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A reference to ending lessons well has been added as I recently created a new slideshow on the subject.
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My post on feedback was updated recently including the need to allow time to respond to feedback.
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I learn much from reading various blogs and tweets and about teaching generally not just Mathematics, the reading pages here have been updated to include some favourite blogs on learning and teaching relevant for teachers of any subject. On the subject of reading, have a look at the addition of Nix the Tricks to the Free Books page.
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If you have just returned or are about to return to school then I wish you a brilliant year. If you are still on holiday I hope you are having a well deserved rest…but maybe there are a few useful thoughts here for you when your thought return to school!

# Feedback

I have read some great posts on feedback, see Alex Quigley’s Improving Written Feedback  and Verbal Feedback Given….. on Shaun Allison’s ‘Class Teaching’. Such a good idea, I couldn’t resist – so I bought myself the stamper and decided to try this with Year 7 – early days yet, but I love the idea so far..

A student in my Year 7 class was determined to find the number of winning lines in a game of 3D noughts and crosses which she did successfully. She drew some clear sketches of the different groups of winning lines and after a discussion with me was the recipient of my first stamp! I was very enthusiastic about her written work on this as you can see from her response! I had explained to the class that if I discuss their work with them, then give them a stamp – they have to write down that feedback as Shaun suggests in his post.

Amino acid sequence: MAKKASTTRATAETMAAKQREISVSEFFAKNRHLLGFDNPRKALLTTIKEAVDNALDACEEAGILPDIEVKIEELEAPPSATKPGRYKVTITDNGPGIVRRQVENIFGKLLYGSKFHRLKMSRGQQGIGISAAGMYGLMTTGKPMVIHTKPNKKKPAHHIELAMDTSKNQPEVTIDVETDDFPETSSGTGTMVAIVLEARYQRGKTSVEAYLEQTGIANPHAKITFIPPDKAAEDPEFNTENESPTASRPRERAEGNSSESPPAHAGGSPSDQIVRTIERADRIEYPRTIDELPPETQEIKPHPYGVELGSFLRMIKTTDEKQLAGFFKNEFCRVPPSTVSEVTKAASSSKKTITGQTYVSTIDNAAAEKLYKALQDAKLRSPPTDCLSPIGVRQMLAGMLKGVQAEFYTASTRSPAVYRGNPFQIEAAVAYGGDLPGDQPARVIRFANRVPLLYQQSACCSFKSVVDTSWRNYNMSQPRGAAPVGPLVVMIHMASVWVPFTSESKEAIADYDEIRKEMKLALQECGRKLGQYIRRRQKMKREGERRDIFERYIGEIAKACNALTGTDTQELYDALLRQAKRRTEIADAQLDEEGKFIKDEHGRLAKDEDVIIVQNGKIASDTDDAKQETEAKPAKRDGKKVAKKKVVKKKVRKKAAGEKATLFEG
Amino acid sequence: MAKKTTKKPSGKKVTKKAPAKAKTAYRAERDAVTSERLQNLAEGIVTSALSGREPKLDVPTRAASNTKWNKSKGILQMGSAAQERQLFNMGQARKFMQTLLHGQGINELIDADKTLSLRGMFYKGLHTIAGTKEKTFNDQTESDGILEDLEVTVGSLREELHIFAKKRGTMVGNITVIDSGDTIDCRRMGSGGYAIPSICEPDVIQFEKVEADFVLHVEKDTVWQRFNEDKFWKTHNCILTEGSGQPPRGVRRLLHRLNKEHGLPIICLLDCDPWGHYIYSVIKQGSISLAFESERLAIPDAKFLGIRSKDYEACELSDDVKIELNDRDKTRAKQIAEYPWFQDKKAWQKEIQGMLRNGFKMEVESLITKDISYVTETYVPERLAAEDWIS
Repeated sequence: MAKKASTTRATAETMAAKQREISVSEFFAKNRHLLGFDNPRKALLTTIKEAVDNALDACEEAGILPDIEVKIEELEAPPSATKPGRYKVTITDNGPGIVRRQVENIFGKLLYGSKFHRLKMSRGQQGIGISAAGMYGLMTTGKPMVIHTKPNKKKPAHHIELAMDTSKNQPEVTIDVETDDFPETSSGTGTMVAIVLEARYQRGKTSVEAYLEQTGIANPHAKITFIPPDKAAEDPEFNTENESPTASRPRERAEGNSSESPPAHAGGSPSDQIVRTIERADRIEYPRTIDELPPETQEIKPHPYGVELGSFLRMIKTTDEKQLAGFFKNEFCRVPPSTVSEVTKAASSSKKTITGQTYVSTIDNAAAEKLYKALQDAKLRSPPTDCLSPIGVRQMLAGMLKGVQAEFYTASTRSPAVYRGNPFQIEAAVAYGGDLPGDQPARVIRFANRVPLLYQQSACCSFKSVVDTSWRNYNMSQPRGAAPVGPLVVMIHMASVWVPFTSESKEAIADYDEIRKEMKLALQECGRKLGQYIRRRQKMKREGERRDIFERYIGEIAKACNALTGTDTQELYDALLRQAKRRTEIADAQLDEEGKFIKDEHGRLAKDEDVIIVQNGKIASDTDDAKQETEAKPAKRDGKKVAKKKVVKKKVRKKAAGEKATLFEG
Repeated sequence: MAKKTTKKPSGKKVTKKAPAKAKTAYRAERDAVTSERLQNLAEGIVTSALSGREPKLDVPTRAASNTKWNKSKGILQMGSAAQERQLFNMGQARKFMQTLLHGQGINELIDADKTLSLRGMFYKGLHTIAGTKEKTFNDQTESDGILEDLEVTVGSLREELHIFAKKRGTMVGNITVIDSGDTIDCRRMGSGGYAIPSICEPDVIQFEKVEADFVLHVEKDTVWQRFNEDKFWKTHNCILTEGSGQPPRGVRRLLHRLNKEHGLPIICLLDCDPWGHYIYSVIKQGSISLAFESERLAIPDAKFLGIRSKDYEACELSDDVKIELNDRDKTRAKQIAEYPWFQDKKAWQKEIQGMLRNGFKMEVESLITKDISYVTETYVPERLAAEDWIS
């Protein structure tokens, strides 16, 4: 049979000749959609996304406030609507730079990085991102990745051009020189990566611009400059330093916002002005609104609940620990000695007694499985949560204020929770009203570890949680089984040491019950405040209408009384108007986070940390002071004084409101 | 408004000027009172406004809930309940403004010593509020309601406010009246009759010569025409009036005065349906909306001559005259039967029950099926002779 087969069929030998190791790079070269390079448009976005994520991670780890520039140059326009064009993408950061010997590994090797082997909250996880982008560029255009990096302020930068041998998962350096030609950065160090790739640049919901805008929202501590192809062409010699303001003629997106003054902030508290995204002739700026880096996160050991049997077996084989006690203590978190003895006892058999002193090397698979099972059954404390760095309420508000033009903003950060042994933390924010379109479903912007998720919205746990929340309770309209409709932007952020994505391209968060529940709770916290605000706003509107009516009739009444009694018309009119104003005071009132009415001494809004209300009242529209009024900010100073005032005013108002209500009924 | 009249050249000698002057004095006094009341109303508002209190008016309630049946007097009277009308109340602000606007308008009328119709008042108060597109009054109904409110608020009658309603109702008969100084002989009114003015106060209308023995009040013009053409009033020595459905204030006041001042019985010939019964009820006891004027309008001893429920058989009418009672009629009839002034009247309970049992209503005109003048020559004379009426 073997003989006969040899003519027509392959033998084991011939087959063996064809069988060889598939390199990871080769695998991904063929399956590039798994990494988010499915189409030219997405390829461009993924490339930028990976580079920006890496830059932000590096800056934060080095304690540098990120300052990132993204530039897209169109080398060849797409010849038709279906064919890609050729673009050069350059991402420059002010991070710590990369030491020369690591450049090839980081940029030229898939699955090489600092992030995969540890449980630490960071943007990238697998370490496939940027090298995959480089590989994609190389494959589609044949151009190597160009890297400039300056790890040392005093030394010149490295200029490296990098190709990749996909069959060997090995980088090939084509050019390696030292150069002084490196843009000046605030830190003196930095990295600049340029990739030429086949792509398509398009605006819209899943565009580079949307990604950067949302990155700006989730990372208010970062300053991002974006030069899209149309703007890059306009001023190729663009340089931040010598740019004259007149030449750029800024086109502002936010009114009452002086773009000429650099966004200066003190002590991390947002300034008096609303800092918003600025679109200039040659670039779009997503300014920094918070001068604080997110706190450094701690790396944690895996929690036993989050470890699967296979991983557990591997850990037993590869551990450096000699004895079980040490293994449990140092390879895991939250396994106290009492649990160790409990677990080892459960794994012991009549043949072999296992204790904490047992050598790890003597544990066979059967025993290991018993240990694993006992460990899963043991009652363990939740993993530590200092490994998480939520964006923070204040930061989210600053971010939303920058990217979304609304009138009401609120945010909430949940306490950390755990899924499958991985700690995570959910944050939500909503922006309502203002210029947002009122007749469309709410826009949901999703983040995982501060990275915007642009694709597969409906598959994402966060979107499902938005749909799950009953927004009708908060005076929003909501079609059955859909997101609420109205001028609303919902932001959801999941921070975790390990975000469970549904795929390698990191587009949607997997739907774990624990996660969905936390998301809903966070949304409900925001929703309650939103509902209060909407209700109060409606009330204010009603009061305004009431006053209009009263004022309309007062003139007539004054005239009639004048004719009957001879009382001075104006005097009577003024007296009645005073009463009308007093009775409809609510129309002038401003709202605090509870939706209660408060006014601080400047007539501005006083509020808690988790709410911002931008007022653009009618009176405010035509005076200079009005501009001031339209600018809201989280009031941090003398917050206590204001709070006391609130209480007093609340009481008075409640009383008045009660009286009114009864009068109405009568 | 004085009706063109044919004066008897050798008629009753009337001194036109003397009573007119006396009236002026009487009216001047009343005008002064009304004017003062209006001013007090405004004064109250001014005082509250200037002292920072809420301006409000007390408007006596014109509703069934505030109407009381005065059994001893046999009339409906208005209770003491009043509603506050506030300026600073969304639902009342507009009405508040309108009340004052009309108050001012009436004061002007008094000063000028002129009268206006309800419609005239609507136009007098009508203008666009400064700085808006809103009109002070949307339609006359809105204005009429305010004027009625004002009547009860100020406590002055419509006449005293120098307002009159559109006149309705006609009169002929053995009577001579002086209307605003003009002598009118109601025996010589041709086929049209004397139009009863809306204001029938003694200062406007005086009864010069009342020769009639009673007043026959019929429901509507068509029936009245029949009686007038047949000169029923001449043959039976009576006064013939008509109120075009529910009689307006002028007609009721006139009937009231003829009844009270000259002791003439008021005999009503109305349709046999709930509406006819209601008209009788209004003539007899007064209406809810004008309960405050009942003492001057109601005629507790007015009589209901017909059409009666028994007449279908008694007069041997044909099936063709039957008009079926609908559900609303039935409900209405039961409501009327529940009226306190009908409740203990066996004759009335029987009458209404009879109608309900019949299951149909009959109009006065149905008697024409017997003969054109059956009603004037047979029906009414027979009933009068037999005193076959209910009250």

It is important for students to make a note of verbal feedback and I have asked students to do this more often recently, so for example if I am giving any verbal feedback to the class after a test or homework I expect them to make a note of any verbal feedback they believe applies to them.

Something we must do of course is allow students time to respond to feedback, ideally I want a conversation in their books! I acknowledge where a student has responded to feedback by awarding a Feedback Response point (see ClassCharts for recording learning behaviours). We need to allow time in class for students to act on any feedback given; another possibility is to give freedom of choice for homework. My notes for my Year 7 class on our homework blog includes the following:

Note that the independent homework gives you the chance to respond to feedback; for example you might want to try to solve some equations and present your solutions very logically and show that you are checking your work. It may be a response to my feedback or your ‘self-feedback’. When you reflect on something we study in class, sometimes you might think ‘I’d like to practise some more examples’. Your independent homework provides that chance. Remember you could choose any topic, your homework offers you the chance to revise work.
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Staying with the use of homework, it may be appropriate to give a follow up homework allowing students the opportunity to act on feedback received from the first attempt.
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See also: Dollops of Feedback which includes some useful resources on feedback.
The most powerful single modification that enhances achievement is feedback. The simplest prescription for improving education must be “dollops of feedback”.
Hattie, J.A. (1992). Measuring the effects of schooling. Australian Journal of Education (see page 9).
By Colleen Young Posted in Feedback